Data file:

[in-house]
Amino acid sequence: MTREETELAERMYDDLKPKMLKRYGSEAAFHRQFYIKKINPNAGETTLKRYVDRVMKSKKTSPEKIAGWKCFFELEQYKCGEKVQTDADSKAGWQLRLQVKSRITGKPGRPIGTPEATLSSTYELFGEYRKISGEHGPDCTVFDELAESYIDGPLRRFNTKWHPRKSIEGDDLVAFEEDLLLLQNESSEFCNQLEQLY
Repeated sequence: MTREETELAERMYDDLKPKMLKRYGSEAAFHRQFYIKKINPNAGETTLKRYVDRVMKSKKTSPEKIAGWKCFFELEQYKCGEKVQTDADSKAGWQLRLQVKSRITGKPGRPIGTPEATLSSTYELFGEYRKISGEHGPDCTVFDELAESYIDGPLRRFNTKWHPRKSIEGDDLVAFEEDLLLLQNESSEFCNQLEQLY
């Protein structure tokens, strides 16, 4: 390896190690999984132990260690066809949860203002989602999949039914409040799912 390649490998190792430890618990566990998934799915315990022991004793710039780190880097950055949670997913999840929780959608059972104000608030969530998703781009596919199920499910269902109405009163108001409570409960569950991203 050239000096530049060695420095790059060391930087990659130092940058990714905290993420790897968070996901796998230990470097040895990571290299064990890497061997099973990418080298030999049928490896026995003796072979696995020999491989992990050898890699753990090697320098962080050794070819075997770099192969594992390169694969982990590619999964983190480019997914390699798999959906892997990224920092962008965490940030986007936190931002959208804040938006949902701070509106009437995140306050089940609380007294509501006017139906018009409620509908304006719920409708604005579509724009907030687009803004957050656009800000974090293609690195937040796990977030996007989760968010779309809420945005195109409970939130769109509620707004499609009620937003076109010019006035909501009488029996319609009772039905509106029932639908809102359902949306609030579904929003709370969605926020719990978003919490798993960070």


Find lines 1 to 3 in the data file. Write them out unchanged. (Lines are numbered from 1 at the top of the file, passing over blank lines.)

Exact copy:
[in-house]
Amino acid sequence: MTREETELAERMYDDLKPKMLKRYGSEAAFHRQFYIKKINPNAGETTLKRYVDRVMKSKKTSPEKIAGWKCFFELEQYKCGEKVQTDADSKAGWQLRLQVKSRITGKPGRPIGTPEATLSSTYELFGEYRKISGEHGPDCTVFDELAESYIDGPLRRFNTKWHPRKSIEGDDLVAFEEDLLLLQNESSEFCNQLEQLY
Repeated sequence: MTREETELAERMYDDLKPKMLKRYGSEAAFHRQFYIKKINPNAGETTLKRYVDRVMKSKKTSPEKIAGWKCFFELEQYKCGEKVQTDADSKAGWQLRLQVKSRITGKPGRPIGTPEATLSSTYELFGEYRKISGEHGPDCTVFDELAESYIDGPLRRFNTKWHPRKSIEGDDLVAFEEDLLLLQNESSEFCNQLEQLY